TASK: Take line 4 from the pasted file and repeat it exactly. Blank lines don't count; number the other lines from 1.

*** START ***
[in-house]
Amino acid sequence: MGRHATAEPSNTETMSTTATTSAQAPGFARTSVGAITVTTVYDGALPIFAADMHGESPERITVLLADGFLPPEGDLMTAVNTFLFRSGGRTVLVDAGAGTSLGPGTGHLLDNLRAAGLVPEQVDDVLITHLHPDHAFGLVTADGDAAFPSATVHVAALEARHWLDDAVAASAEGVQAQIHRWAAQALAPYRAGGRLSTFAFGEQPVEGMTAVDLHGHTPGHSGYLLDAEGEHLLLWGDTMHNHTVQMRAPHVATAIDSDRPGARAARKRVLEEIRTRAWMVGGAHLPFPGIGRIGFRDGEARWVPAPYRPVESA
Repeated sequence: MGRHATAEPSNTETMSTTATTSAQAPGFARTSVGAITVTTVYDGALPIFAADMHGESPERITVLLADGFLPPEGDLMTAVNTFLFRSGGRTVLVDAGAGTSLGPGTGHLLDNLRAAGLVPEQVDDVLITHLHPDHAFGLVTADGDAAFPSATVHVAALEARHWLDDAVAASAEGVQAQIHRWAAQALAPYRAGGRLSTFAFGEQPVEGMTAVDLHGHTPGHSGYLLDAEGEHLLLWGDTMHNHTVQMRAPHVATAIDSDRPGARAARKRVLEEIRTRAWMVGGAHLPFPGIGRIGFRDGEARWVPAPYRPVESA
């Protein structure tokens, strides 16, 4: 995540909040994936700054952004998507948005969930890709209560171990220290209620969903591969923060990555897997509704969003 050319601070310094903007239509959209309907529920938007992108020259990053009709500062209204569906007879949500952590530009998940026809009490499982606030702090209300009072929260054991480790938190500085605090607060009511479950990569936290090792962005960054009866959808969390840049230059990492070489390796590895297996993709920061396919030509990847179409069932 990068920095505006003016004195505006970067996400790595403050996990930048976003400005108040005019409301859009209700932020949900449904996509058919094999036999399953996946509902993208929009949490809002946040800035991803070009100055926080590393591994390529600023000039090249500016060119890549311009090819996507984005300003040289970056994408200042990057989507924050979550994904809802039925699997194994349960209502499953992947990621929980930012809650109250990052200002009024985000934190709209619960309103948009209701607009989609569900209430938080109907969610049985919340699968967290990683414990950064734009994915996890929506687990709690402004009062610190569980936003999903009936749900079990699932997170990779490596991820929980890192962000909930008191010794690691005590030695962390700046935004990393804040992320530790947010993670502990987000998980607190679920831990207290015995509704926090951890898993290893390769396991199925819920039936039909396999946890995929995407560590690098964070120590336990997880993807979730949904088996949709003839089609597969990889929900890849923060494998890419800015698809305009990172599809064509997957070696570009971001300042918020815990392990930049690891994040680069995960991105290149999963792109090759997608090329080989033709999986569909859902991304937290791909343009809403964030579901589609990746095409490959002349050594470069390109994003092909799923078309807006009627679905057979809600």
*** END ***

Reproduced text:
């Protein structure tokens, strides 16, 4: 995540909040994936700054952004998507948005969930890709209560171990220290209620969903591969923060990555897997509704969003 050319601070310094903007239509959209309907529920938007992108020259990053009709500062209204569906007879949500952590530009998940026809009490499982606030702090209300009072929260054991480790938190500085605090607060009511479950990569936290090792962005960054009866959808969390840049230059990492070489390796590895297996993709920061396919030509990847179409069932 990068920095505006003016004195505006970067996400790595403050996990930048976003400005108040005019409301859009209700932020949900449904996509058919094999036999399953996946509902993208929009949490809002946040800035991803070009100055926080590393591994390529600023000039090249500016060119890549311009090819996507984005300003040289970056994408200042990057989507924050979550994904809802039925699997194994349960209502499953992947990621929980930012809650109250990052200002009024985000934190709209619960309103948009209701607009989609569900209430938080109907969610049985919340699968967290990683414990950064734009994915996890929506687990709690402004009062610190569980936003999903009936749900079990699932997170990779490596991820929980890192962000909930008191010794690691005590030695962390700046935004990393804040992320530790947010993670502990987000998980607190679920831990207290015995509704926090951890898993290893390769396991199925819920039936039909396999946890995929995407560590690098964070120590336990997880993807979730949904088996949709003839089609597969990889929900890849923060494998890419800015698809305009990172599809064509997957070696570009971001300042918020815990392990930049690891994040680069995960991105290149999963792109090759997608090329080989033709999986569909859902991304937290791909343009809403964030579901589609990746095409490959002349050594470069390109994003092909799923078309807006009627679905057979809600």